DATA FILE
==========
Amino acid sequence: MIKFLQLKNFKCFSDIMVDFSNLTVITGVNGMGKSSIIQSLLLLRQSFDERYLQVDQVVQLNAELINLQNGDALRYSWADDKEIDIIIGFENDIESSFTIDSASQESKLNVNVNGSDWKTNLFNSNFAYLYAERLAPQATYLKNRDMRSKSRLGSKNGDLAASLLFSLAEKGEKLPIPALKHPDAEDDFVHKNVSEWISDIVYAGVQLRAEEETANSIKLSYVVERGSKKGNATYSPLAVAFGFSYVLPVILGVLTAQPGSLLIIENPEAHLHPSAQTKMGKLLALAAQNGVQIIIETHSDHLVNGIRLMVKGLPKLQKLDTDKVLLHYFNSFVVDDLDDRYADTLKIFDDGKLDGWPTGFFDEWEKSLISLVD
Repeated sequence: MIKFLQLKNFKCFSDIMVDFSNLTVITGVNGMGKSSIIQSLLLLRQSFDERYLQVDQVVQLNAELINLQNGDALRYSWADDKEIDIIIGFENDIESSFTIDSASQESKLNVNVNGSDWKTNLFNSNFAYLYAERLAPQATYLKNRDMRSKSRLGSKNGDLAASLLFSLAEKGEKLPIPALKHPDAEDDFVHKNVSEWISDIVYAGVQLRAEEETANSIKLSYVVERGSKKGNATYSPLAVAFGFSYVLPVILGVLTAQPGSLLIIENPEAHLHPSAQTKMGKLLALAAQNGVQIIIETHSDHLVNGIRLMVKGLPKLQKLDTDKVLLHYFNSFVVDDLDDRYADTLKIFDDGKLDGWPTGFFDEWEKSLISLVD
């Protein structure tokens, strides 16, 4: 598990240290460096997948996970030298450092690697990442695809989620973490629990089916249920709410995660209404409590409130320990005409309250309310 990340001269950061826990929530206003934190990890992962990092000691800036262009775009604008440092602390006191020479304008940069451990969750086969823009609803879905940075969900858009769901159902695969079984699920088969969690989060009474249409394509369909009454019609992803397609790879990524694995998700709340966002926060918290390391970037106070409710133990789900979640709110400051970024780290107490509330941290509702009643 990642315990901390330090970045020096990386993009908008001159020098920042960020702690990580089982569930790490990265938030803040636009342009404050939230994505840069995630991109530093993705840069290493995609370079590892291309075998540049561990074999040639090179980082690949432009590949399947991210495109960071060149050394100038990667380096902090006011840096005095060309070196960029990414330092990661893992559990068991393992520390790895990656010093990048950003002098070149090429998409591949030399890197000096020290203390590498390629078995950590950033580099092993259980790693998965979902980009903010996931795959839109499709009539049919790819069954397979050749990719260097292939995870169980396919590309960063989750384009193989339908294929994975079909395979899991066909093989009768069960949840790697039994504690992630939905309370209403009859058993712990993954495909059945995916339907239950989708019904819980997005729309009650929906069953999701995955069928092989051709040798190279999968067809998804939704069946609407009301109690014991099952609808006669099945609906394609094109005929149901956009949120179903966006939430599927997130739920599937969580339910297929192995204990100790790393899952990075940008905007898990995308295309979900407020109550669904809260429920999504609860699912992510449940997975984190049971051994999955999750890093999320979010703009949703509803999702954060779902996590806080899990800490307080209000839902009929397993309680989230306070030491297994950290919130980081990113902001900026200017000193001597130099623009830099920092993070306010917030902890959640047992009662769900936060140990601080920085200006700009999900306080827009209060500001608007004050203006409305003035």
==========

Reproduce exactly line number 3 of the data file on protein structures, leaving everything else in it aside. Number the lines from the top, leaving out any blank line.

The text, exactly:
């Protein structure tokens, strides 16, 4: 598990240290460096997948996970030298450092690697990442695809989620973490629990089916249920709410995660209404409590409130320990005409309250309310 990340001269950061826990929530206003934190990890992962990092000691800036262009775009604008440092602390006191020479304008940069451990969750086969823009609803879905940075969900858009769901159902695969079984699920088969969690989060009474249409394509369909009454019609992803397609790879990524694995998700709340966002926060918290390391970037106070409710133990789900979640709110400051970024780290107490509330941290509702009643 990642315990901390330090970045020096990386993009908008001159020098920042960020702690990580089982569930790490990265938030803040636009342009404050939230994505840069995630991109530093993705840069290493995609370079590892291309075998540049561990074999040639090179980082690949432009590949399947991210495109960071060149050394100038990667380096902090006011840096005095060309070196960029990414330092990661893992559990068991393992520390790895990656010093990048950003002098070149090429998409591949030399890197000096020290203390590498390629078995950590950033580099092993259980790693998965979902980009903010996931795959839109499709009539049919790819069954397979050749990719260097292939995870169980396919590309960063989750384009193989339908294929994975079909395979899991066909093989009768069960949840790697039994504690992630939905309370209403009859058993712990993954495909059945995916339907239950989708019904819980997005729309009650929906069953999701995955069928092989051709040798190279999968067809998804939704069946609407009301109690014991099952609808006669099945609906394609094109005929149901956009949120179903966006939430599927997130739920599937969580339910297929192995204990100790790393899952990075940008905007898990995308295309979900407020109550669904809260429920999504609860699912992510449940997975984190049971051994999955999750890093999320979010703009949703509803999702954060779902996590806080899990800490307080209000839902009929397993309680989230306070030491297994950290919130980081990113902001900026200017000193001597130099623009830099920092993070306010917030902890959640047992009662769900936060140990601080920085200006700009999900306080827009209060500001608007004050203006409305003035």